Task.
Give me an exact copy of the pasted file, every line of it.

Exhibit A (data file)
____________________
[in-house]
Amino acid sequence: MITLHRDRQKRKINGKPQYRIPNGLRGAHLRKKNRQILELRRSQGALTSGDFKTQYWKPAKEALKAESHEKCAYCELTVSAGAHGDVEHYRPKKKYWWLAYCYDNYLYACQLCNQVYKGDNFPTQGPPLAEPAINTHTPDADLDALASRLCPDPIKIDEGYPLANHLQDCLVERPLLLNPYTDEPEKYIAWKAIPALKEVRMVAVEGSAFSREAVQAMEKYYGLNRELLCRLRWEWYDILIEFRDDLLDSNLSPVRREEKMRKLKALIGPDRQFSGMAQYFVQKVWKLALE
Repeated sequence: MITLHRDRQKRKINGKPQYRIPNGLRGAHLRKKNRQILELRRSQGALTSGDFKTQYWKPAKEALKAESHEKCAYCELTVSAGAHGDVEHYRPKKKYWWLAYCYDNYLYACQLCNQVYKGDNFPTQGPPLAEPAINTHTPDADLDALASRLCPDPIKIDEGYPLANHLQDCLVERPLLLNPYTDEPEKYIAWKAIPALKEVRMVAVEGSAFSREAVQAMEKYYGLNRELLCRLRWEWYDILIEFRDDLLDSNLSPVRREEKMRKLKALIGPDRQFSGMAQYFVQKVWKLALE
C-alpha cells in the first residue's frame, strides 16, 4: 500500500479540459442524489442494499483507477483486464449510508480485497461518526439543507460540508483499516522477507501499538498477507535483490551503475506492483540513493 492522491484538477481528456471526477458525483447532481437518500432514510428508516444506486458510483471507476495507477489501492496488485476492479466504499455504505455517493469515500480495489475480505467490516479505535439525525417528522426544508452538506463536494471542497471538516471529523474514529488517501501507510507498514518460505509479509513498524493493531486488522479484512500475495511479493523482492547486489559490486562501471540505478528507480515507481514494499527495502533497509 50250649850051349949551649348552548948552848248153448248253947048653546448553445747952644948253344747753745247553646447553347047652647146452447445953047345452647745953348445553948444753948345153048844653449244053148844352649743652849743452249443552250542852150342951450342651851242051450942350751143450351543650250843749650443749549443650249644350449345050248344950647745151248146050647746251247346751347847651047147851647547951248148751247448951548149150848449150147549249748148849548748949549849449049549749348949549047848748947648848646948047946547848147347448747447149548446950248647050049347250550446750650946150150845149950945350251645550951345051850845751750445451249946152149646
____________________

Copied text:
[in-house]
Amino acid sequence: MITLHRDRQKRKINGKPQYRIPNGLRGAHLRKKNRQILELRRSQGALTSGDFKTQYWKPAKEALKAESHEKCAYCELTVSAGAHGDVEHYRPKKKYWWLAYCYDNYLYACQLCNQVYKGDNFPTQGPPLAEPAINTHTPDADLDALASRLCPDPIKIDEGYPLANHLQDCLVERPLLLNPYTDEPEKYIAWKAIPALKEVRMVAVEGSAFSREAVQAMEKYYGLNRELLCRLRWEWYDILIEFRDDLLDSNLSPVRREEKMRKLKALIGPDRQFSGMAQYFVQKVWKLALE
Repeated sequence: MITLHRDRQKRKINGKPQYRIPNGLRGAHLRKKNRQILELRRSQGALTSGDFKTQYWKPAKEALKAESHEKCAYCELTVSAGAHGDVEHYRPKKKYWWLAYCYDNYLYACQLCNQVYKGDNFPTQGPPLAEPAINTHTPDADLDALASRLCPDPIKIDEGYPLANHLQDCLVERPLLLNPYTDEPEKYIAWKAIPALKEVRMVAVEGSAFSREAVQAMEKYYGLNRELLCRLRWEWYDILIEFRDDLLDSNLSPVRREEKMRKLKALIGPDRQFSGMAQYFVQKVWKLALE
C-alpha cells in the first residue's frame, strides 16, 4: 500500500479540459442524489442494499483507477483486464449510508480485497461518526439543507460540508483499516522477507501499538498477507535483490551503475506492483540513493 492522491484538477481528456471526477458525483447532481437518500432514510428508516444506486458510483471507476495507477489501492496488485476492479466504499455504505455517493469515500480495489475480505467490516479505535439525525417528522426544508452538506463536494471542497471538516471529523474514529488517501501507510507498514518460505509479509513498524493493531486488522479484512500475495511479493523482492547486489559490486562501471540505478528507480515507481514494499527495502533497509 50250649850051349949551649348552548948552848248153448248253947048653546448553445747952644948253344747753745247553646447553347047652647146452447445953047345452647745953348445553948444753948345153048844653449244053148844352649743652849743452249443552250542852150342951450342651851242051450942350751143450351543650250843749650443749549443650249644350449345050248344950647745151248146050647746251247346751347847651047147851647547951248148751247448951548149150848449150147549249748148849548748949549849449049549749348949549047848748947648848646948047946547848147347448747447149548446950248647050049347250550446750650946150150845149950945350251645550951345051850845751750445451249946152149646